Lifestyle changes: It is important to manage anxiety and stress to limit panic attacks. Managing anxiety may include making dietary changes, such as avoiding or limiting caffeine and sugar. Light exercise is another good way to manage stress. Yoga is an excellent way to calm both the body and the mind; hiking in nature and dancing can also have soothing and stress-releasing effects.
Therapy: Cognitive-behavioral therapy (CBT) is sometimes referred to as “panic attack treatment without medication” and evidence strongly supports its efficacy for panic disorder. CBT includes a combination of interventions, such as:
- Relaxation techniques
- Cognitive Restructuring (becoming aware of thought patterns that contribute to feelings of anxiety and panic and replacing them with more accurate, constructive thinking)
- Mindfulness (a meditation technique)
- Stress reduction
- Medication and Supplements: A medical doctor may prescribe psychiatric medications to help with panic attacks, such as a benzodiazepine or an antidepressant. However, medications may have side effects, and it is often possible to reduce or even eliminate panic attacks without medication. Some nutritional supplements have been known to help with panic attacks as well. Always check with your doctor before taking supplements, especially as they can interact with prescribed medicines.
Myths About Panic Attacks
Perhaps because the episodes are so distressing, there are misconceptions about panic attacks.
Panic Attacks Can Cause Fainting Spells
While a person may feel dizzy and faint during a panic attack, they are unlikely to pass out. Fainting is caused by low blood pressure, while during an attack, the blood pressure rises.
Avoid Stressful Situations to Avoid Panic Attacks
This is tantamount to saying that one should avoid life. While stress management often forms part of a therapeutic regime to reduce panic attacks, avoiding stressful situations as such is not advised. In fact, research has shown that such avoidance can reinforce anxiety and panic. With the correct treatment, most people, with or without an anxiety disorder, can engage in normal activities.
A Panic Attack Is Like an Epileptic Attack -- A Person Should Be Left Alone Until It Passes
For many who live with panic attacks, this could not be further from the truth. Many with panic report that having a comforting person to calmly talk them through the attack is helpful. Others may prefer distraction -- it all depends on the individual experiencing the attack. However, a nonjudgmental and compassionate approach from others is likely to help sufferers.
Finding Help for Panic Attacks
As mentioned above, only a qualified doctor or mental healthcare professional can diagnose panic attacks as part of an anxiety disorder. Once a diagnosis is made, psychotherapy is often a key part of treatment. Through online platforms like BetterHelp, qualified therapists can help you from the privacy of your own home.
Online Therapy for Panic Attacks
Cognitive behavioral therapy (CBT) helps people challenge maladaptive thought patterns and replace them with constructive ones, resulting in more positive emotions and healthier behaviors. CBT is considered front-line treatment for anxiety disorders; recent research shows that online CBT (iCBT) can treat anxiety disorders just as effectively as in-person therapy. Not only is online CBT as effective as face-to-face therapy for conditions including panic disorder, but online treatment has been found to be cost-effective, with treatment effects maintained at one-year follow-up.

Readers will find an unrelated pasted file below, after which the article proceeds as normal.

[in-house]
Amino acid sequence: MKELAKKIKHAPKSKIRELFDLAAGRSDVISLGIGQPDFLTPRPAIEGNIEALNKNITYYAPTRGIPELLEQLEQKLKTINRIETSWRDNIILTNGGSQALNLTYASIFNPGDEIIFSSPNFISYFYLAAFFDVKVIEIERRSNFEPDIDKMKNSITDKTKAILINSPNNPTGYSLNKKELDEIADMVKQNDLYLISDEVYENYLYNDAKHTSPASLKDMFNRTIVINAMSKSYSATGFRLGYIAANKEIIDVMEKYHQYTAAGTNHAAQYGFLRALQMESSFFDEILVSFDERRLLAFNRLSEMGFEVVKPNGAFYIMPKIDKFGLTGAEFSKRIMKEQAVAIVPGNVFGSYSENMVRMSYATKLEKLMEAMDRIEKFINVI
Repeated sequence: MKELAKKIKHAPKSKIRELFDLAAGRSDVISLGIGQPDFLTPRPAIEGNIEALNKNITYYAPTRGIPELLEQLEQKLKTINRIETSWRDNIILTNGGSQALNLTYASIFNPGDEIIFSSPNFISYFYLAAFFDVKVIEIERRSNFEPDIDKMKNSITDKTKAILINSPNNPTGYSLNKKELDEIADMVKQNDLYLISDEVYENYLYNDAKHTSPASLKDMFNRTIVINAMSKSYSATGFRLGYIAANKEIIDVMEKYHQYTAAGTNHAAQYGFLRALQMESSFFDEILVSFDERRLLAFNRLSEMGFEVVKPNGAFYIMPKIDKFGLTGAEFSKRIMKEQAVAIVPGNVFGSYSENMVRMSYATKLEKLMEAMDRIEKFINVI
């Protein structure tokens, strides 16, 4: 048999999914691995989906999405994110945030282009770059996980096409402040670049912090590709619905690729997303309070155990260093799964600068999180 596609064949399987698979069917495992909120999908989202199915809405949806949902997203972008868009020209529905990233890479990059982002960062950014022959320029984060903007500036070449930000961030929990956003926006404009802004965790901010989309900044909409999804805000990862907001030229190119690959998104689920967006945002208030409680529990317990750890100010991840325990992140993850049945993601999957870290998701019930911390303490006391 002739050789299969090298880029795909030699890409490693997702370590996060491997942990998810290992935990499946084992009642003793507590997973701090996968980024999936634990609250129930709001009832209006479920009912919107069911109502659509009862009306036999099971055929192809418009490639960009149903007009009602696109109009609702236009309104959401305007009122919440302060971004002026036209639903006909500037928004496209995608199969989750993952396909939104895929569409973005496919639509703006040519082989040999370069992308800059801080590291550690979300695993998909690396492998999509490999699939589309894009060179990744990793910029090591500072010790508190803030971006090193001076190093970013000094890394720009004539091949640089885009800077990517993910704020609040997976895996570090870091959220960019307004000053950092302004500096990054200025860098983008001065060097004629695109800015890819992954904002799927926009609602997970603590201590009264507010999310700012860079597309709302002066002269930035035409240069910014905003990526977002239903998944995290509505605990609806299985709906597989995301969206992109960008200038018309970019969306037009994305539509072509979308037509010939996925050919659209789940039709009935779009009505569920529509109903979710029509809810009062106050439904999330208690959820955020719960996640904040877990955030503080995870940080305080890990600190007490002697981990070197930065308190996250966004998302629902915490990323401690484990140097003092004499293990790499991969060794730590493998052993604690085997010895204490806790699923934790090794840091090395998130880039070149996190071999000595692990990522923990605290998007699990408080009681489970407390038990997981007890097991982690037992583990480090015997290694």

The Benefits of Online Therapy
As discussed above, online CBT with a licensed therapist is an excellent way to treat panic attacks. This is especially true when anxiety or panic makes it difficult to attend in-person therapy. You can access BetterHelp’s platform from the comfort and privacy of your own home. In addition, online therapy offers lower pricing than in-person therapy because online therapists don’t have to pay for costs like renting an office. BetterHelp’s licensed therapists have provided CBT for anxiety disorders including panic disorder. Read below for some reviews of BetterHelp therapists from people experiencing similar issues.
“Lisa was just an incredible person to work with. I work in the health care industry and was feeling like I was going to lose my mind with the COVID-19 virus first and second wave, she was just the best person for me during this time. She guides you on how to work with your feelings and grow from them, how to workout your brain and how you can train your thoughts to make life a little bit more manageable each day. I was suffering from crippling anxiety (that eventually turned into physical symptoms), panic attacks, depression and fatigue from work/COVID. She listens to you and reflects with you about how these situations are hard and that you have every right to these feelings. She also would provide a different perspective that would just help bring you back down to earth and reminds you that you are human and we can all grow from every hard situation and scenario. I thoroughly enjoyed working with Lisa and will always be grateful to her for the new perspective on life, and all of the new tools I have to help manage life which has made me feel like a better person. Thank you Lisa! I hope to reconnect with you soon!”
“Michele has been such an incredible source of comfort for me. I have struggled with anxiety for a long time, but Michele provides me with patience, understanding, and clinical expertise that helps me on a daily basis. I will always be grateful for Michele’s care and presence in my life. I still struggle sometimes, but I know I can always talk about it with her and figure it out. Overall, working with Michele has been wonderful. Not to mention her sense of humor and authenticity!”